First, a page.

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A privilege we can no longer afford

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So here I am, six miles up, somewhere over Nor th Afr ica en route to a site inspection of our latest hospital project.

It's a great flight: after long delays the air crew have got it together and now I can enjoy blue skies, a whisky on the table, and great in-flight music and entertainment.

Having rejected the movie Babe , I am happily alternating between classical, jazz and a wonderful series of comedians (channels 4, 7 and 12 respectively) on my newly acquired headset.

But, while gently settled into soporific mood, our pilot, Captain Railton, has just rudely interrupted my pleasure with flight news. You know the stuff: weather, time, this and that - and then, to my surprise, an interesting defence over ecological damage. Airline companies are obviously getting very touchy!

Apparently, on this 'fly-by-wire' A300 single-class airbus flight, we will burn 35 tonnes of fuel. The captain says we took off weighing 171 tonnes, yet down to ear th we w i l l go in about three hours' time weighing only 136 tonnes.

The vegetarian leftie sitting next to me, who in common with all thinking people is of course jolted into selfcriticism by this account, is quickly reassured to learn from our captain that if instead all 304 of us passengers were to travel four to a car to Gambia, we would use exactly the same amount of fuel (35 tonnes! ) at an average speed of 44 mph - not the 550 mph at which we are currently cruising up here!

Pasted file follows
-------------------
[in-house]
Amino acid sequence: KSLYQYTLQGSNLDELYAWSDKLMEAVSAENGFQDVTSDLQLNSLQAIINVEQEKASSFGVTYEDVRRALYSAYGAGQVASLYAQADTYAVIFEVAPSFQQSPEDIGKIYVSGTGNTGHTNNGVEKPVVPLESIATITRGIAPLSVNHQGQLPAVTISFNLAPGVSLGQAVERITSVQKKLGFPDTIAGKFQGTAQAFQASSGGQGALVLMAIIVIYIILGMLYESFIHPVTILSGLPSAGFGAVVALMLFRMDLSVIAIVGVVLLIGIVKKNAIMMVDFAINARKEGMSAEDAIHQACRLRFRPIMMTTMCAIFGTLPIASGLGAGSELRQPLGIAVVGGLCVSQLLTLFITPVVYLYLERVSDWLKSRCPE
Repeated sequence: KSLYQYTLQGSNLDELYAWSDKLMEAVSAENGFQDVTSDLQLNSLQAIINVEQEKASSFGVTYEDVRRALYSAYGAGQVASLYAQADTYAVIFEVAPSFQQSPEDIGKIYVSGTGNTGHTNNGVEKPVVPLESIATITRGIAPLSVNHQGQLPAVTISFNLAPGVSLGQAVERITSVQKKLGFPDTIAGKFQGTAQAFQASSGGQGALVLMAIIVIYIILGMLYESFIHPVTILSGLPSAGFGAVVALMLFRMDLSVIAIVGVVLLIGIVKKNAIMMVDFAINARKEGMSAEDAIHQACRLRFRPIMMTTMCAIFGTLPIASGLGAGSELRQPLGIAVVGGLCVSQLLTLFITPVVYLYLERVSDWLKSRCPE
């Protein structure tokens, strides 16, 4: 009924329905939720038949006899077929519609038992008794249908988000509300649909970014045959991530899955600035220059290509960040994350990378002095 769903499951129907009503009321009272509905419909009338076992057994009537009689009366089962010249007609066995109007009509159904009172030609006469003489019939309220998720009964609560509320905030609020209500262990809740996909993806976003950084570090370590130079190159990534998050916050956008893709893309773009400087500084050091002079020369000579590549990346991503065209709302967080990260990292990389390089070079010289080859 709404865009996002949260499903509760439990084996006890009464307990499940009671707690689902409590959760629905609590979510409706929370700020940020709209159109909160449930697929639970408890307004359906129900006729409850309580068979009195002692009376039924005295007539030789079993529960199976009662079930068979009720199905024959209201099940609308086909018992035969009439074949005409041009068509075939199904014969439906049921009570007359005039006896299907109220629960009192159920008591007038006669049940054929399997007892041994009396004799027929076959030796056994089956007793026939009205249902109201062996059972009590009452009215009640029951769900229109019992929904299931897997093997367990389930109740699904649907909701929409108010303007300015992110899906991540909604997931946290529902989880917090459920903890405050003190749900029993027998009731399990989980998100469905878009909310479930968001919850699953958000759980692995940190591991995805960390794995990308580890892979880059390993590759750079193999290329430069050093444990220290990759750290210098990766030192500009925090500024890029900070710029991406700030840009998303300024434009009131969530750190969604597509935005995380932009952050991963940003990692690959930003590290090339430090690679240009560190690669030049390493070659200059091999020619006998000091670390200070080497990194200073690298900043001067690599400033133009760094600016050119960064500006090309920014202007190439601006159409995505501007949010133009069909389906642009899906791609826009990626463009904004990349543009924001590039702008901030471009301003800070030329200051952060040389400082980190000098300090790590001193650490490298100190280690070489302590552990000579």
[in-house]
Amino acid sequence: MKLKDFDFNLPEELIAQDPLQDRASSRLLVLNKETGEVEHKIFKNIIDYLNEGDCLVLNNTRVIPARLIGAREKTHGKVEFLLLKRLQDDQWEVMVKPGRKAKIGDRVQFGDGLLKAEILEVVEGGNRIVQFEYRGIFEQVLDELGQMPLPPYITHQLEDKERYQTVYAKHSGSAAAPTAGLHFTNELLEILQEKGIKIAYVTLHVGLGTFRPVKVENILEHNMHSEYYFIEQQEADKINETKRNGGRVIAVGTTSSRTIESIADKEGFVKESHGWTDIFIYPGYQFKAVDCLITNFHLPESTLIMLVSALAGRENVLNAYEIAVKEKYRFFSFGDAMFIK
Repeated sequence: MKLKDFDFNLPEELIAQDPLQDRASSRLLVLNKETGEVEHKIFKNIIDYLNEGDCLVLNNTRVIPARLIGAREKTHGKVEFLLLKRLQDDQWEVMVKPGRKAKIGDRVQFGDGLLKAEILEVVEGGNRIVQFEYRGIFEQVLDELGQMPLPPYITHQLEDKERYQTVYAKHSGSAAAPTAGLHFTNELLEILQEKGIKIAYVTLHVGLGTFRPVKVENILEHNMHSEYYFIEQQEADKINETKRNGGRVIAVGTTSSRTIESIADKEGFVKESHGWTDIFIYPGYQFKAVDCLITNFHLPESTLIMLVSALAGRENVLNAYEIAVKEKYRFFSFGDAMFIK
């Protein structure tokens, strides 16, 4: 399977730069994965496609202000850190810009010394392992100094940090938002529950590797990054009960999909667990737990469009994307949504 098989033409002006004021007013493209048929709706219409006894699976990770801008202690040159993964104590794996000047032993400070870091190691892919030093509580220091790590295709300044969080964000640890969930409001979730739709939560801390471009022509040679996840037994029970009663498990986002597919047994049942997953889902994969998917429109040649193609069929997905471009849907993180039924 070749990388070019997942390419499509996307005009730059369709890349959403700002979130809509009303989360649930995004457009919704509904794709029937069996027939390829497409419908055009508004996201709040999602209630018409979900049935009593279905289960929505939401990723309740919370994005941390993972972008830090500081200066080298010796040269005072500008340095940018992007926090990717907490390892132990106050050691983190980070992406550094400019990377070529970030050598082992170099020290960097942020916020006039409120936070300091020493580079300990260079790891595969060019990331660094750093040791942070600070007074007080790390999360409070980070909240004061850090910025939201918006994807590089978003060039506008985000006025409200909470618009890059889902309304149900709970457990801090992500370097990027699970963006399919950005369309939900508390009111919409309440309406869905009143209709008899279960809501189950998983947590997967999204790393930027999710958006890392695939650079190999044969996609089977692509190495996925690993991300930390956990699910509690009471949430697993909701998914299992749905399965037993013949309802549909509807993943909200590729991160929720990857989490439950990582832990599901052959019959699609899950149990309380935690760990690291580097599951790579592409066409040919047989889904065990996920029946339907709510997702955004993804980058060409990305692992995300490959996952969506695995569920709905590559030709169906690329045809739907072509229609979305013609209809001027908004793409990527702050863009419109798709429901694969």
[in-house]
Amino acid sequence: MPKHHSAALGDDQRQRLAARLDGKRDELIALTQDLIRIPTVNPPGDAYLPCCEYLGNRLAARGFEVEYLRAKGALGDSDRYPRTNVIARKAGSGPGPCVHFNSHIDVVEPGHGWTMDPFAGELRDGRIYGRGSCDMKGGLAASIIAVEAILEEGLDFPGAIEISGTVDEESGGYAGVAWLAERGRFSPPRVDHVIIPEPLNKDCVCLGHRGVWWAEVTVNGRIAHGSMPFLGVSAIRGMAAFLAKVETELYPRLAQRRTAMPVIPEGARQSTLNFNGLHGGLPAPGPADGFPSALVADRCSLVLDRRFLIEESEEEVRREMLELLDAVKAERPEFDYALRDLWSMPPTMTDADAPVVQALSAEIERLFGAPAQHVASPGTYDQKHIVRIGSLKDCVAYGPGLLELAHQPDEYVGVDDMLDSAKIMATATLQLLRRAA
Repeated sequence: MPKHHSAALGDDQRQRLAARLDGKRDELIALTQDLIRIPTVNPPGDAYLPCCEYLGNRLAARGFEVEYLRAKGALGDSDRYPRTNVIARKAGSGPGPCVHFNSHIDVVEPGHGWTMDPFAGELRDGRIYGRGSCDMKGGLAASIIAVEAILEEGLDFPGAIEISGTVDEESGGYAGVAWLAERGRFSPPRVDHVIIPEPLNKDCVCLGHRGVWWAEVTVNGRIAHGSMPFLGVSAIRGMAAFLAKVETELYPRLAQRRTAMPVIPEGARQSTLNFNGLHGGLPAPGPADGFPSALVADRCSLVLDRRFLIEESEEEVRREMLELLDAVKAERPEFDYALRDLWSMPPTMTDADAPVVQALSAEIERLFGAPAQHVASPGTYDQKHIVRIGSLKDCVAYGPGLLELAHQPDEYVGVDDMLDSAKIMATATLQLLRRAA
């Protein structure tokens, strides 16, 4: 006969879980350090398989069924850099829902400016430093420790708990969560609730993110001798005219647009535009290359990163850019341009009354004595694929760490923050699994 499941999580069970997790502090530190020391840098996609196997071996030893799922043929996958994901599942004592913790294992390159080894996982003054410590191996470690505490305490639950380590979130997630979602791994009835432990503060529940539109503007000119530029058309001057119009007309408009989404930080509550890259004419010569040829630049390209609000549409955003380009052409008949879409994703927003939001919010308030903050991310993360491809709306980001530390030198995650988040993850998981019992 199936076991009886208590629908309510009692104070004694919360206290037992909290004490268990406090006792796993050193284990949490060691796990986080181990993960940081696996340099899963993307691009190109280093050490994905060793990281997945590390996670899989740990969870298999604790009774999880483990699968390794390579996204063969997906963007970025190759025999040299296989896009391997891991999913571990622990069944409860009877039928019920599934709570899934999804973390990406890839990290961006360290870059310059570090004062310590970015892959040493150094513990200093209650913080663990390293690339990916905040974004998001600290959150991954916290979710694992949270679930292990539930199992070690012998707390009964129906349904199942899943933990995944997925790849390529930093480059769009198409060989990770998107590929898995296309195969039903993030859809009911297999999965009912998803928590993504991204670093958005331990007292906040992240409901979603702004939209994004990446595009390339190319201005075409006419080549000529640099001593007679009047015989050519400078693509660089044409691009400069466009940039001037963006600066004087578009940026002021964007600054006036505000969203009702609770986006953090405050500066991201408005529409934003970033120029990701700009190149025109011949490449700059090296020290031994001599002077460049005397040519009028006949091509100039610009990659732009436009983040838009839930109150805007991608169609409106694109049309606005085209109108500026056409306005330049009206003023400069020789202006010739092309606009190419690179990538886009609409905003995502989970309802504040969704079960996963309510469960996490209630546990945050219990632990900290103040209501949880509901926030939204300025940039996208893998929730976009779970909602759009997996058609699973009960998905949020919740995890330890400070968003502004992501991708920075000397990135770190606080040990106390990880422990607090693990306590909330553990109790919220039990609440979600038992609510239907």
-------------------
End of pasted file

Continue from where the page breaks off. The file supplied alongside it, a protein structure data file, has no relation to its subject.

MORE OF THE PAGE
So, what do you know, I feel great now. This is OK: I'm on a 'green' trip.

Indeed, we're being friendly to those nomadic tribes below by avoiding the traffic congestion that our cars would cause by hacking it over the Sahara.

Another whisky: I have never before felt so good about me and the ozone layer.

But hold on - it's not like that, is it?

Here I am, surrounded by our 'type' (the middle-class European securing a good package deal) - except I'm going to work - and it's quite simple, we don't have to make this trip - none of us. We cou ld have a l l stayed at home to work or play.

Don't kid me - it's a crazy proposal that we would all drive to and from Gatwick to Gambia instead of flying.

Can you imagine us agreeing which cars to share? Half this crowd would want Mercs, Jags and BMWs at 25 miles and less to the gallon, and some would not share cars, while others would go entirely alone.

This analogy is daft: I simply can't imagine 90-odd cars setting off to Gambia for a 10-day break - and that's the point.

We have choice and privilege, we enjoy exclusive benefits which we lap up and protect, and we should not pretend otherwise: raining neat paraffin exhaust vapours over our nomadic friends below does no one any favours.

So, it's a great flight and I'm enjoying a pleasure that previous generations - since time began - had never imagined.

However, the promotion of unnecessary journeys - whether longhaul like this, or merely a quick errand in the car back home - must increasingly be seen for what they are: an enormous threat to susta inab le living, the consequences of which are now all too clear to everybody.

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